"Are you crazy??!" I hollered.  But then I realized this man was a complete stranger, armed with a deadly weapon and very agitated.  People do weird things when their adrenaline is pumping.  I finally said, "Well, finish it off, for cryin' out loud."

 To spare you any more gory details, he did, with a knife.  Then he sat down on my lawn and mopped his face, he was sweating heavily and seemed very shaken.  I was still standing in the bathroom with the window hanging open, and I was shaking, too.  He finally looked up at me and kinda, sorta apologized, but not really.  He took the carcass and dragged it across the lawn, through our front garden and out to the road ditch where he field dressed it (and left the entrails, thanks) and then disappeared into the woods across the road, leaving the carcass lie.  He retrieved his truck from somewhere, picked up the kill and left. 

Why didn't I call the cops?  I don't have a good answer for that.  We live in a rural area and our neighbors aren't near.  I debated calling the police but to tell you the truth, it all happened so fast and I was just glad it was over.  Though this happened over 20 years ago, I still remember it like it was yesterday.  And every time hunting season rolls around, I cringe.  Thankfully, we haven't had any more experiences like this, though those gun shots sure do get close.....

So when this new guy stopped in this past week and asked if it was OK to hunt our land, I told him the story above.  He was shocked and said I wouldn't have to worry about that happening with his party of hunters, they would be ultra-respectful of our safety and our property. 

I told him I was holding him to that promise.

But for safety's sake, I'm not going to run around in the woods until sometime in December.

I do pity the deer.


Alison said...

I pity the deer too. That was a scary story. Hope you and Carl manage to stay safe.

Alison said...

Also, I don't know if I've said this, but I'm so glad to see you back blogging more.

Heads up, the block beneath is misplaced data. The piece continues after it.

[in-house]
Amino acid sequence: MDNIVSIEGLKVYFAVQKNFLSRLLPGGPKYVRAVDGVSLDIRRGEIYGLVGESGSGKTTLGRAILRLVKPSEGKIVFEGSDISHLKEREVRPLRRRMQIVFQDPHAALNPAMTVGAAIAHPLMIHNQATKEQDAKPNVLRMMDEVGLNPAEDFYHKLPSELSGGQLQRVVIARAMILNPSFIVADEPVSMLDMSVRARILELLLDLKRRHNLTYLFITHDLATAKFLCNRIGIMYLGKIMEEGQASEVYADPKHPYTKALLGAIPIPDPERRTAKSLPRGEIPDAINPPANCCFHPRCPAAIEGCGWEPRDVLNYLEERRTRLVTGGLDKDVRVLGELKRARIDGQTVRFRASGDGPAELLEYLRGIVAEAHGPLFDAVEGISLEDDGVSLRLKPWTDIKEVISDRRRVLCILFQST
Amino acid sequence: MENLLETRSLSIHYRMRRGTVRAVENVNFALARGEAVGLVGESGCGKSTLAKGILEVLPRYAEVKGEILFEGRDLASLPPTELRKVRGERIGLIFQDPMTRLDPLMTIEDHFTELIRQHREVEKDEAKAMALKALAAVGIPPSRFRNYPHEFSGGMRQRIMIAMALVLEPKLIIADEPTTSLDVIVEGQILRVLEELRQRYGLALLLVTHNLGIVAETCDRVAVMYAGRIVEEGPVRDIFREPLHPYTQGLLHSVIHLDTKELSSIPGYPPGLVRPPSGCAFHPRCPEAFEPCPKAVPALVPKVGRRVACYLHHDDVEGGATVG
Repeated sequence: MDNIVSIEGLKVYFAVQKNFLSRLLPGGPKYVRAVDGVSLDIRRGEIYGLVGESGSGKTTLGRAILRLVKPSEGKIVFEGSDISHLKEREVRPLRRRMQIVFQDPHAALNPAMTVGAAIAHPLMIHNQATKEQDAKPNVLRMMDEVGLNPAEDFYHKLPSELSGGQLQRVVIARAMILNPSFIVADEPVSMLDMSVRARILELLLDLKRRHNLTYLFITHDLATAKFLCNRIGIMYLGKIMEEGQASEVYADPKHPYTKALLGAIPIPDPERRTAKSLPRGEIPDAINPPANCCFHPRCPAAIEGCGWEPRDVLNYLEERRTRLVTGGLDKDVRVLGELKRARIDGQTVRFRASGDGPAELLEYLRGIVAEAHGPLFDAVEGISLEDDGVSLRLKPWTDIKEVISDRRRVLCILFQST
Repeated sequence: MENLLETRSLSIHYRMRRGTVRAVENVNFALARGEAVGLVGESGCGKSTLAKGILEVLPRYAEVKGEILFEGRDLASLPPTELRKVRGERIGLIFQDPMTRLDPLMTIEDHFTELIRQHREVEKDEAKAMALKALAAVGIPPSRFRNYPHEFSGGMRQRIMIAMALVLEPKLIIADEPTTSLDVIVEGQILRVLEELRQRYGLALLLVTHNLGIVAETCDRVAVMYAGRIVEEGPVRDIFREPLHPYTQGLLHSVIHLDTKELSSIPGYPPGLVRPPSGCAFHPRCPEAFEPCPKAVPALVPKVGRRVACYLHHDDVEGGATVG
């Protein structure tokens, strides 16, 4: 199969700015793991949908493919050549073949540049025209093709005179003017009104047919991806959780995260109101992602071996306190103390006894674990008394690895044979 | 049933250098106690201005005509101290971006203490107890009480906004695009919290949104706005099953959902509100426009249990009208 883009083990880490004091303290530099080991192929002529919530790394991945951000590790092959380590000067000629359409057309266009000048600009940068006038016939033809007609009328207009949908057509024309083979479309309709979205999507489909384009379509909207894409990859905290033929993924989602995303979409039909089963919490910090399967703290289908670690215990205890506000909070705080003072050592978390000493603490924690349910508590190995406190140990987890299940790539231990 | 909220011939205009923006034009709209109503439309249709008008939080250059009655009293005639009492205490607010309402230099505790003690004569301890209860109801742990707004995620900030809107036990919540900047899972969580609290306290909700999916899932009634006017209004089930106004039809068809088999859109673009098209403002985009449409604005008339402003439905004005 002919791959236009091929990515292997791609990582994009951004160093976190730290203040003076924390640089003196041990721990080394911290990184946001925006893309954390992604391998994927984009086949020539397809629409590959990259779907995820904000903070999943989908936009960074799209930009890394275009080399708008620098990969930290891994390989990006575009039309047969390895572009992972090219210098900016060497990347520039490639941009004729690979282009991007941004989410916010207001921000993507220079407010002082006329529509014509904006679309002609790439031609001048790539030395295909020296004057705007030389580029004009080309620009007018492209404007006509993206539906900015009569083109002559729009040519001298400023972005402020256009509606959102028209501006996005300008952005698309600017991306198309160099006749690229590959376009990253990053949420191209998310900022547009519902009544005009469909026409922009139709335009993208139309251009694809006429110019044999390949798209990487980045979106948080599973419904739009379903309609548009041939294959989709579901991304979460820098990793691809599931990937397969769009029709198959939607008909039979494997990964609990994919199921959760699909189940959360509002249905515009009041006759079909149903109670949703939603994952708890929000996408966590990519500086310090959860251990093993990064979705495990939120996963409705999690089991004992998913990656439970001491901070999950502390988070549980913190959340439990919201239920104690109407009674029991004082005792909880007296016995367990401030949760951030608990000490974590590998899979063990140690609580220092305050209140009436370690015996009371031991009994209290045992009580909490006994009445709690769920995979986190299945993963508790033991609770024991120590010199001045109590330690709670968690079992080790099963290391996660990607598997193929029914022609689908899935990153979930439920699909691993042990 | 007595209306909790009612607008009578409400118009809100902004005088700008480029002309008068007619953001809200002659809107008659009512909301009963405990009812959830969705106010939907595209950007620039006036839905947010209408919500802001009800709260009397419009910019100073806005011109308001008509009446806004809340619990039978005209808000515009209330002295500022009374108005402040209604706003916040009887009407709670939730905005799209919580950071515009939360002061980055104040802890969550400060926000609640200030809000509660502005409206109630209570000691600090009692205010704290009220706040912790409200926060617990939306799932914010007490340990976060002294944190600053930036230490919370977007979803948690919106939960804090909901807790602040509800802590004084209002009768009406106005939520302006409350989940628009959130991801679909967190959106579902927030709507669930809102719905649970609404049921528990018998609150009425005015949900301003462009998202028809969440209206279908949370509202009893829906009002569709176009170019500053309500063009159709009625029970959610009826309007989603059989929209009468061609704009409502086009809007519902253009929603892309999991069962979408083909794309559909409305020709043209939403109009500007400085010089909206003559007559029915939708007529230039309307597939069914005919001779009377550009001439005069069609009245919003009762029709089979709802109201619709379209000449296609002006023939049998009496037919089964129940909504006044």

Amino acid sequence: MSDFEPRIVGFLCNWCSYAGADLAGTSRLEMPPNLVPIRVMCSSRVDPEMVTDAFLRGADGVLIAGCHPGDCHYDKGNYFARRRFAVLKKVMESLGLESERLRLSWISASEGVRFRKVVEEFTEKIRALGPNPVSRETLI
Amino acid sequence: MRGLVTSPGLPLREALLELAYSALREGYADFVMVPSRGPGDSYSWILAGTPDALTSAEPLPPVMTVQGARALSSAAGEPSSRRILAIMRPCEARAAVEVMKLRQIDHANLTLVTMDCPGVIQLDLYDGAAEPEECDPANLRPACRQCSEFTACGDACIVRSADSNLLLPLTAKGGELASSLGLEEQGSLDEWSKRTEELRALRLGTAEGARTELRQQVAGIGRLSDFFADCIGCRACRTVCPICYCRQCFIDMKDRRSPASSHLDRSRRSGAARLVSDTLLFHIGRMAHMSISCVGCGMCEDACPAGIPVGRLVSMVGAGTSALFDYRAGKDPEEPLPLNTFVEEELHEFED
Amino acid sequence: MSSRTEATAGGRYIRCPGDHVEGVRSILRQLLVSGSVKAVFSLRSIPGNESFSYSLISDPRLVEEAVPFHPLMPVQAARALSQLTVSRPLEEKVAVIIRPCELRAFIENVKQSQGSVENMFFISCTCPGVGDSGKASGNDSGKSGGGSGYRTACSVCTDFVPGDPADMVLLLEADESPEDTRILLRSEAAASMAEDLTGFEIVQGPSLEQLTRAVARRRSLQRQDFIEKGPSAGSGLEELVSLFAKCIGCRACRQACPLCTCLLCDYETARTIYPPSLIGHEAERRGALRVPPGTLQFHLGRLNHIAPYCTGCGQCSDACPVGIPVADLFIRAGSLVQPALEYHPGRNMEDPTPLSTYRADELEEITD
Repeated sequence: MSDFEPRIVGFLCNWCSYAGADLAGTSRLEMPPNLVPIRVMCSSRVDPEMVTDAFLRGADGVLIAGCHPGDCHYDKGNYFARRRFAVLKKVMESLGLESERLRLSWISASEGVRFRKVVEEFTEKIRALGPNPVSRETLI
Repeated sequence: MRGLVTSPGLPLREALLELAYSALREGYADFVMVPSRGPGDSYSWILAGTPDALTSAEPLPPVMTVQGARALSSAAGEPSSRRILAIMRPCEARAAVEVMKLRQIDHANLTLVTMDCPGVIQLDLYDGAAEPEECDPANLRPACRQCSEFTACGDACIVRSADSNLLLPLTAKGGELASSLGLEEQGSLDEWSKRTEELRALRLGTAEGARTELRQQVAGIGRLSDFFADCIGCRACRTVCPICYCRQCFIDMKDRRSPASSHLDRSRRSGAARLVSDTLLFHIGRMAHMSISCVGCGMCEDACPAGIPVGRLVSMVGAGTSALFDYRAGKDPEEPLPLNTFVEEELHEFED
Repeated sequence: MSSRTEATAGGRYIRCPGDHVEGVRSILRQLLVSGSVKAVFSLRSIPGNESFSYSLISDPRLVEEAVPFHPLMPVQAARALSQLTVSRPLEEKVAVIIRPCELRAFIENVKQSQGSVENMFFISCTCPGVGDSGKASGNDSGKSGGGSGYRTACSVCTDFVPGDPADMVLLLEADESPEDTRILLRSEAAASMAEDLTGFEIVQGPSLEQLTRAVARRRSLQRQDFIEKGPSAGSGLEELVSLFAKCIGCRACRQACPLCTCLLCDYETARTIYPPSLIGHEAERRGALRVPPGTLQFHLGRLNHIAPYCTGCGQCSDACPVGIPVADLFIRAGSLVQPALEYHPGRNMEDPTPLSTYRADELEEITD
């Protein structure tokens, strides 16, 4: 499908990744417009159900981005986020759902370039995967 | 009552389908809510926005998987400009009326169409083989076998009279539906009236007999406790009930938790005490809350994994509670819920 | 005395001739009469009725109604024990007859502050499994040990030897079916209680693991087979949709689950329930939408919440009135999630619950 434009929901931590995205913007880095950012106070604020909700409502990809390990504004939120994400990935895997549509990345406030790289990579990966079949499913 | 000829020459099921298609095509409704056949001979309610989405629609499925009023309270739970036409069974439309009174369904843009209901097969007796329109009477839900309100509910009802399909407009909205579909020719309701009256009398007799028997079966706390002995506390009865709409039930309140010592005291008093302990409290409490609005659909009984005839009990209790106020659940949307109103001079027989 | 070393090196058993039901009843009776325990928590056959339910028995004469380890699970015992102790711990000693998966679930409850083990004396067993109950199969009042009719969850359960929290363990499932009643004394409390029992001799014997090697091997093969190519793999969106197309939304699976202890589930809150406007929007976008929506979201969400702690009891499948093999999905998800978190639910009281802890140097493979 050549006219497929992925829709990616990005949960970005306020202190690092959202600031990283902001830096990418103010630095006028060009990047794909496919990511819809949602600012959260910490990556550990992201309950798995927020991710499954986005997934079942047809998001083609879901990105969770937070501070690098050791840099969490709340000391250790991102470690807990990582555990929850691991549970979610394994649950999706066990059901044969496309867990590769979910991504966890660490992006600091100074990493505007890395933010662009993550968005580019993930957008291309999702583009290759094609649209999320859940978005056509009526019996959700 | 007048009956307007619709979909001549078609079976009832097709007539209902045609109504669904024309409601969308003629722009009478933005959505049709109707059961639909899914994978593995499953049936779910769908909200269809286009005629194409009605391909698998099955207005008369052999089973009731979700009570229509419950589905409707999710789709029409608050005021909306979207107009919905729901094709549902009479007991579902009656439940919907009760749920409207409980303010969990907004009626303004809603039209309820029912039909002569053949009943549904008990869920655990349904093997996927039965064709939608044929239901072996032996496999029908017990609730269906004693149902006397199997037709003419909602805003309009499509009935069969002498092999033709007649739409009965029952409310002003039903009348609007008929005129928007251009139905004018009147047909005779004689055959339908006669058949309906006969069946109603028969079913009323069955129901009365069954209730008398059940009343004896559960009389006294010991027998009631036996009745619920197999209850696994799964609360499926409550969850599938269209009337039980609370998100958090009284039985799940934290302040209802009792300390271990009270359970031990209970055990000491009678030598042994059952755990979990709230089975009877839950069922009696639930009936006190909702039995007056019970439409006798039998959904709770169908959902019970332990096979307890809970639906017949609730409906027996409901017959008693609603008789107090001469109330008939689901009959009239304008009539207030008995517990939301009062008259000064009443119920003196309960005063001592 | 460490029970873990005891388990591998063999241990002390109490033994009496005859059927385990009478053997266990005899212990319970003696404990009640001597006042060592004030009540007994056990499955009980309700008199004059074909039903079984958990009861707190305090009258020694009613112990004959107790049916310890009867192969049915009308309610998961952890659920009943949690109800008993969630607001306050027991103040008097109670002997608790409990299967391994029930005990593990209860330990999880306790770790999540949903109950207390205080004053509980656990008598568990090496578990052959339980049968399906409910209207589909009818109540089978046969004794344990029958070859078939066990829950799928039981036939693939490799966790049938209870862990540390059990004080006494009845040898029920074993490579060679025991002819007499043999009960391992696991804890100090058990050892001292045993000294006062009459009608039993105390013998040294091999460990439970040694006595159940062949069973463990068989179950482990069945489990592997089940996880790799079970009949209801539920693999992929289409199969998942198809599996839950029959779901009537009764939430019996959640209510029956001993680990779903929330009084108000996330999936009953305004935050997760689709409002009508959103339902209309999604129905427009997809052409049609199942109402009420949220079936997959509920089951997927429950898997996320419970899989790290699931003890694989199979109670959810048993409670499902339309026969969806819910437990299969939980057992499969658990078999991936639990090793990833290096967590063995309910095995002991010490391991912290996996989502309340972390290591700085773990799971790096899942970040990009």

Missy said...

It sounds barbaric Karen. Are the deer such a menace that they need to be culled or is it just seen as some kind of sport by these people. Australia has gun laws outlawing the owning of firearms by those sort of cretins. It's one of the best things we ever did.

Pamela Gordon said...

What a scary situation you were in with that hunter. I can understand your reluctance to allow hunters on your property. The deer can run anywhere close to your house but the hunters can't shoot within a certain distance. (up here it's 200 yards) So, be safe and wear your hunter orange when you are about the yard even. Take care. Pam

FlowerLady Lorraine said...

One of the hazards of living in the country as you do. I hope you and yours will be safe for the next 10 days.

Love and hugs ~ FlowerLady

Anonymous said...

What an idiot. In his running pursuit, too bad he didn't drop from exhaustion. Sorry, I like deer and I do know they are a garden pest, but it is still sad to have them die such a death, especially since this guy was obviously not skilled with his gun.

Karen said...

Alison, thank you, I'm glad to be back, too. ;-)

Missy, the deer population in our area can become quite large. Last winter was particularly hard on the deer since it was so long and many died due to lack of forage. There are also many car/deer accidents, too. That said, yes, it is considered a sporting tradition here, but there are always a few bad apples that spoil the entire barrel. I hope with continuing hunter education, things improve.

Yes, Pamela, I believe we have the 200 yard rule here, too. Even that is close enough, isn't it? I keep my blaze orange handy.

Lorraine, yes, living in the country has it's cautions and we'll be cautious.

Donna, I agree with you. The guy was obviously not a hunter with any experience, the whole thing was a travesty.

El Gaucho said...

That is a really scary story. I'd like to think I would have called the cops, but like you said, sometimes things just happen so fast. It would have been nice to make sure that this guy didn't pull a stunt like this to some other homeowner. He obviously didn't have a clue what he was doing and was breaking numerous laws and ignoring a whole lot of common sense. Stay orange and safe!!

sharon malueg said...

Hi Karen
How are you